Well-known magazine editor, raconteur and author David Bristow recently launched his latest non-fiction novel, Running Wild, published by Jacana Media. Not so well known is that Bristow braved 174 rejection slips from local and international publishers before he finally got the damn thing published. TIARA WALTERS speaks to him about how to stay indefatigable when it seems publishers have lost their mind — and what makes the story of a safari horse-turned-zebra a delightful, if slightly absurd, bit of Africana nonetheless.
DM: I don’t understand. Why not just self-publish after rejection slip number 83, for argument’s sake?
DB: I really believed in the story, simple as that. I just had to convince someone else. As soon as Jacana heard the premise, they jumped at it, smart people.
With regards to self-publishing, or not in this case, it was about shelf space and numbers. If your book isn’t housewives’ porn or young adult fantasy, you don’t want to go that route unless you are serious about selling books. Making them is the easy part. This is not my first book by a long way so it was not what they call a “vanity-publishing” exercise. But it was my first paperback, so it needed to be a commercial success. I’ve thrown a lot of marketing resources at it, from serious media launches to talks at book clubs.
I think the story of Zulu has the potential of becoming a modern-day equivalent of Jock of the Bushveld. It’s the rollicking, true story of an African stallion that bolts from his stable during the cyclonic floods of 2000, joins a dazzle of zebras in Mashatu Game Reserve and, remarkably, rises to the position of lead stallion.
DM: So what was the problem, then? Were you not photogenic enough? I heard this might be a thing in the unsparing world of contemporary publishing now.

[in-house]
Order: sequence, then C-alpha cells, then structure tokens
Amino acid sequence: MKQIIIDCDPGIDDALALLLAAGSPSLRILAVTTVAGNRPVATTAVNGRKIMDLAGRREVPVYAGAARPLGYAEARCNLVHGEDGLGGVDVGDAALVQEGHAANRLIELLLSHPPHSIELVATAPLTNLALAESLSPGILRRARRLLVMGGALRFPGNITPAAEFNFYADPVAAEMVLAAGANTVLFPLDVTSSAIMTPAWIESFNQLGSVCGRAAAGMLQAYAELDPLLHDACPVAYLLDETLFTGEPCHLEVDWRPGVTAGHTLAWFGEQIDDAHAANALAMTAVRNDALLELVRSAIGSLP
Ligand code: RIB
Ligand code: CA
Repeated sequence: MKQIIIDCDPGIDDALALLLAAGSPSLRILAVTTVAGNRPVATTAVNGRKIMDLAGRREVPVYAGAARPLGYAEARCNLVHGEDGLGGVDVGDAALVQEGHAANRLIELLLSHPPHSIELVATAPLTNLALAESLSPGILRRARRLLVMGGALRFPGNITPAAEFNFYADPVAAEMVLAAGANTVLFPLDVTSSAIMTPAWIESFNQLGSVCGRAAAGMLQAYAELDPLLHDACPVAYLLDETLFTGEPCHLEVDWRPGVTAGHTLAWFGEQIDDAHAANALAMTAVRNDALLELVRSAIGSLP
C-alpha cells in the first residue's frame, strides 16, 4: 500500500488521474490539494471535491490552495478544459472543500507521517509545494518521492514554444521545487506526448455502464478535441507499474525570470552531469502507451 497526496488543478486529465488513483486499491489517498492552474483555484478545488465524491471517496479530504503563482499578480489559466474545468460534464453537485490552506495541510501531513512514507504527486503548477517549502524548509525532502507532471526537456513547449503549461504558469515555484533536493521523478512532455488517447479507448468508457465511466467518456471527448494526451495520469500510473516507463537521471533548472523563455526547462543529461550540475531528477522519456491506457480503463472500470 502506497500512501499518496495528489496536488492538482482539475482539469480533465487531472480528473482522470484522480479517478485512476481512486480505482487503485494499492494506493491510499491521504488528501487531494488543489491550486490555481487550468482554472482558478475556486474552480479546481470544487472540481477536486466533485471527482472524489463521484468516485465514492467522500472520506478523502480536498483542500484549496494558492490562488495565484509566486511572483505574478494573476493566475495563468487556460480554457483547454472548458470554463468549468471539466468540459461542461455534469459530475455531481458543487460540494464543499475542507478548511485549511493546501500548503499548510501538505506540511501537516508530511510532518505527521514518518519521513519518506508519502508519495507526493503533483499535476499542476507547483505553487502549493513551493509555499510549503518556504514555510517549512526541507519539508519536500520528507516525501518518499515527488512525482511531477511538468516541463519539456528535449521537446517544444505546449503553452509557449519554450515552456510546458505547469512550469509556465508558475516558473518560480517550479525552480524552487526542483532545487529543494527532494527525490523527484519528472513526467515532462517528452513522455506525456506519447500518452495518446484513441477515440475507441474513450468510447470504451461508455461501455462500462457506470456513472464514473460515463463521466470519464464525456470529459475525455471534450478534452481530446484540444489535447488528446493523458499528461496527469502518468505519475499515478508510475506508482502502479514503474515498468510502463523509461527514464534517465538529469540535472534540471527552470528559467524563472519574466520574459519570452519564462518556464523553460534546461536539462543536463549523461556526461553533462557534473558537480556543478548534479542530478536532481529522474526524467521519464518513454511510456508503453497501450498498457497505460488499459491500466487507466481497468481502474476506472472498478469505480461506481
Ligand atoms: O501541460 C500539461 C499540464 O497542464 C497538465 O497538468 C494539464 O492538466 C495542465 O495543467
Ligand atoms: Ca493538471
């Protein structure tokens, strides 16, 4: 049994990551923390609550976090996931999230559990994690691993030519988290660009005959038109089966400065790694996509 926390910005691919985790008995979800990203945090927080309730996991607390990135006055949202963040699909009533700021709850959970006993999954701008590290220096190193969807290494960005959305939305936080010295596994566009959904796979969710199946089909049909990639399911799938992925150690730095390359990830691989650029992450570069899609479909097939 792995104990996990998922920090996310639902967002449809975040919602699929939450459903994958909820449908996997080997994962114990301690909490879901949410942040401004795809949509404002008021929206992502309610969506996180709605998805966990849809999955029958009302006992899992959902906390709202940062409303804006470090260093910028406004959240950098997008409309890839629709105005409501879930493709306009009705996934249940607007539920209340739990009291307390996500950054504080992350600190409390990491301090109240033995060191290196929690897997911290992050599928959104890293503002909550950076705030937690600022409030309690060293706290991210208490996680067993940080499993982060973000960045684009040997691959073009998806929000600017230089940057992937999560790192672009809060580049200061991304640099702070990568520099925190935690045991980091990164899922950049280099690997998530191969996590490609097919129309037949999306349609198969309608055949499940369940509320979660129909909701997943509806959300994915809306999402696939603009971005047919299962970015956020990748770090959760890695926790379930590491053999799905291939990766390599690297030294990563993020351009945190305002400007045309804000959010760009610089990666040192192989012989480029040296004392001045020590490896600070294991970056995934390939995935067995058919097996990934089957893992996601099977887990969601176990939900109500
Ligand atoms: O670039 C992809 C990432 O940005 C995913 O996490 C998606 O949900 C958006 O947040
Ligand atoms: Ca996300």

DB: Yup, ugly as original sin. My girlfriend calls me OS (although that might just be os) (os n. Afrikaans for bovine male. Sometimes used for pulling vehicles or carrying things). But also publishing is like that well-trotted-out saying about capitalism: it’s a kak system, but it’s the best we’ve got. Which I guess is my way of saying they know nothing. The accountants and marketing people make all the decisions. And they think only in boxes (very small ones usually), like, does this book fit neatly into one of our sure-selling categories?
DM: Is Zulu the only horse ever known to have “gone” zebra? Did you look for other, um, “horsebra” stories? Perhaps it’s not entirely fanciful to picture a dazzle of zebra running wild through the Namib, displaying suspiciously desert horse-like traits.
DB: In the wilds, yes, this is unique. In captivity zebras and horses, as well as zebras and donkeys, have been crossed. Crosses were common amusements in Victorian circuses, but it was always a zebra male and female horse (zorses). The other way around is not known to ever have occurred. Not even the equine scientists could tell me why.
Photo: The author with a steed from Limpopo Valley Horse Safaris